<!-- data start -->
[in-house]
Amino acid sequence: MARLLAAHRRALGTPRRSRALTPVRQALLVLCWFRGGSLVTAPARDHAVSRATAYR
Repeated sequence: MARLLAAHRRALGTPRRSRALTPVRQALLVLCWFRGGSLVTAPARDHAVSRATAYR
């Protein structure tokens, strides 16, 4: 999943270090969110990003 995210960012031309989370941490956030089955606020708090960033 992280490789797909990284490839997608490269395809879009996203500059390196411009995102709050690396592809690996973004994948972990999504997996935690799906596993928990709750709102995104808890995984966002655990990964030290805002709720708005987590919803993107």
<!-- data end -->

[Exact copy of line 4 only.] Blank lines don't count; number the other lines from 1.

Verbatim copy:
């Protein structure tokens, strides 16, 4: 999943270090969110990003 995210960012031309989370941490956030089955606020708090960033 992280490789797909990284490839997608490269395809879009996203500059390196411009995102709050690396592809690996973004994948972990999504997996935690799906596993928990709750709102995104808890995984966002655990990964030290805002709720708005987590919803993107």